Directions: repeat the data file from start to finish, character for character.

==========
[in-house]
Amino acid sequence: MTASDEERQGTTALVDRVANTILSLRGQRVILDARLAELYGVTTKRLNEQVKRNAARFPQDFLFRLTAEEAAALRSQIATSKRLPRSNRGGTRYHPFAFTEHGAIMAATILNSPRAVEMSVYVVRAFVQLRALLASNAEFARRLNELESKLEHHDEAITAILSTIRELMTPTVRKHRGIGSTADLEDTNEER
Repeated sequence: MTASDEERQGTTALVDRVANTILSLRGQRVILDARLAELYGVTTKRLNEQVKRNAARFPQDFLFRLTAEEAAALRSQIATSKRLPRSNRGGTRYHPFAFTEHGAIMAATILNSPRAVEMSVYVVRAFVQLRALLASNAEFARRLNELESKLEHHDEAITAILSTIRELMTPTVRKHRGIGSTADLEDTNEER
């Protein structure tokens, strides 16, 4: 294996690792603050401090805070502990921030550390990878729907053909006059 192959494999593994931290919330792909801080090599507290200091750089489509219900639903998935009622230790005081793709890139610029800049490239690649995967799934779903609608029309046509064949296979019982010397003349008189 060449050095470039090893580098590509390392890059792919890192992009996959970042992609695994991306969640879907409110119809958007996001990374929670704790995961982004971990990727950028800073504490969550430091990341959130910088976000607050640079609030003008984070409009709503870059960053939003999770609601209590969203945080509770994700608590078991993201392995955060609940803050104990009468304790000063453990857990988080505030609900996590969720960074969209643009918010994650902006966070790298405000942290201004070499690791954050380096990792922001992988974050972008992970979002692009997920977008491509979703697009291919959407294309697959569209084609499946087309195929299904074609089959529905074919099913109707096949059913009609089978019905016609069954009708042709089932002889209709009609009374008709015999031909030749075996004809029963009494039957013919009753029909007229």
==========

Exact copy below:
[in-house]
Amino acid sequence: MTASDEERQGTTALVDRVANTILSLRGQRVILDARLAELYGVTTKRLNEQVKRNAARFPQDFLFRLTAEEAAALRSQIATSKRLPRSNRGGTRYHPFAFTEHGAIMAATILNSPRAVEMSVYVVRAFVQLRALLASNAEFARRLNELESKLEHHDEAITAILSTIRELMTPTVRKHRGIGSTADLEDTNEER
Repeated sequence: MTASDEERQGTTALVDRVANTILSLRGQRVILDARLAELYGVTTKRLNEQVKRNAARFPQDFLFRLTAEEAAALRSQIATSKRLPRSNRGGTRYHPFAFTEHGAIMAATILNSPRAVEMSVYVVRAFVQLRALLASNAEFARRLNELESKLEHHDEAITAILSTIRELMTPTVRKHRGIGSTADLEDTNEER
């Protein structure tokens, strides 16, 4: 294996690792603050401090805070502990921030550390990878729907053909006059 192959494999593994931290919330792909801080090599507290200091750089489509219900639903998935009622230790005081793709890139610029800049490239690649995967799934779903609608029309046509064949296979019982010397003349008189 060449050095470039090893580098590509390392890059792919890192992009996959970042992609695994991306969640879907409110119809958007996001990374929670704790995961982004971990990727950028800073504490969550430091990341959130910088976000607050640079609030003008984070409009709503870059960053939003999770609601209590969203945080509770994700608590078991993201392995955060609940803050104990009468304790000063453990857990988080505030609900996590969720960074969209643009918010994650902006966070790298405000942290201004070499690791954050380096990792922001992988974050972008992970979002692009997920977008491509979703697009291919959407294309697959569209084609499946087309195929299904074609089959529905074919099913109707096949059913009609089978019905016609069954009708042709089932002889209709009609009374008709015999031909030749075996004809029963009494039957013919009753029909007229």